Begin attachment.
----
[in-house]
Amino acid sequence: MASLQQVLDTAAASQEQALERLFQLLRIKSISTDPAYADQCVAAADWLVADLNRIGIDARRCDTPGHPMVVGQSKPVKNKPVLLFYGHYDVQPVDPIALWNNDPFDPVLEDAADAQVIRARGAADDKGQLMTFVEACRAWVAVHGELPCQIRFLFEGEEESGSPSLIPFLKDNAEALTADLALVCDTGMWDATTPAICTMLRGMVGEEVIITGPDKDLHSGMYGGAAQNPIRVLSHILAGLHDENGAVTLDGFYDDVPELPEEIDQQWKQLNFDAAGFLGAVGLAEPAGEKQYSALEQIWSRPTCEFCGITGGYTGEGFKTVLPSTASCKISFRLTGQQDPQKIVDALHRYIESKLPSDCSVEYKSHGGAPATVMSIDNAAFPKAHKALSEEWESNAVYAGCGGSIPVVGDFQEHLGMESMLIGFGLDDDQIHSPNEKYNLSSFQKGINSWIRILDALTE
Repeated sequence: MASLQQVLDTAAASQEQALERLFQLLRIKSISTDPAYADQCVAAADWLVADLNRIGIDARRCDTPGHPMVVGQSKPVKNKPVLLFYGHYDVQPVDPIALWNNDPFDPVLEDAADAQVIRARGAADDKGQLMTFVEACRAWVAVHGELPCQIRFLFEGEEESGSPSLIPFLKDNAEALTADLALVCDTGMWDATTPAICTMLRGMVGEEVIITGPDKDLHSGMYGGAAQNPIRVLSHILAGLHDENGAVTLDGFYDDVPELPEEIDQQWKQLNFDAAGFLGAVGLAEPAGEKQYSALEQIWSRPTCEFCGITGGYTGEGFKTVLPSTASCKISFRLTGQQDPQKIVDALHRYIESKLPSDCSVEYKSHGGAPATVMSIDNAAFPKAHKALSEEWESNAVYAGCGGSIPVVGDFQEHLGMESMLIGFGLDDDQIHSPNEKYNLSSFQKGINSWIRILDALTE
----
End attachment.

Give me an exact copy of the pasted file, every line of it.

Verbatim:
[in-house]
Amino acid sequence: MASLQQVLDTAAASQEQALERLFQLLRIKSISTDPAYADQCVAAADWLVADLNRIGIDARRCDTPGHPMVVGQSKPVKNKPVLLFYGHYDVQPVDPIALWNNDPFDPVLEDAADAQVIRARGAADDKGQLMTFVEACRAWVAVHGELPCQIRFLFEGEEESGSPSLIPFLKDNAEALTADLALVCDTGMWDATTPAICTMLRGMVGEEVIITGPDKDLHSGMYGGAAQNPIRVLSHILAGLHDENGAVTLDGFYDDVPELPEEIDQQWKQLNFDAAGFLGAVGLAEPAGEKQYSALEQIWSRPTCEFCGITGGYTGEGFKTVLPSTASCKISFRLTGQQDPQKIVDALHRYIESKLPSDCSVEYKSHGGAPATVMSIDNAAFPKAHKALSEEWESNAVYAGCGGSIPVVGDFQEHLGMESMLIGFGLDDDQIHSPNEKYNLSSFQKGINSWIRILDALTE
Repeated sequence: MASLQQVLDTAAASQEQALERLFQLLRIKSISTDPAYADQCVAAADWLVADLNRIGIDARRCDTPGHPMVVGQSKPVKNKPVLLFYGHYDVQPVDPIALWNNDPFDPVLEDAADAQVIRARGAADDKGQLMTFVEACRAWVAVHGELPCQIRFLFEGEEESGSPSLIPFLKDNAEALTADLALVCDTGMWDATTPAICTMLRGMVGEEVIITGPDKDLHSGMYGGAAQNPIRVLSHILAGLHDENGAVTLDGFYDDVPELPEEIDQQWKQLNFDAAGFLGAVGLAEPAGEKQYSALEQIWSRPTCEFCGITGGYTGEGFKTVLPSTASCKISFRLTGQQDPQKIVDALHRYIESKLPSDCSVEYKSHGGAPATVMSIDNAAFPKAHKALSEEWESNAVYAGCGGSIPVVGDFQEHLGMESMLIGFGLDDDQIHSPNEKYNLSSFQKGINSWIRILDALTE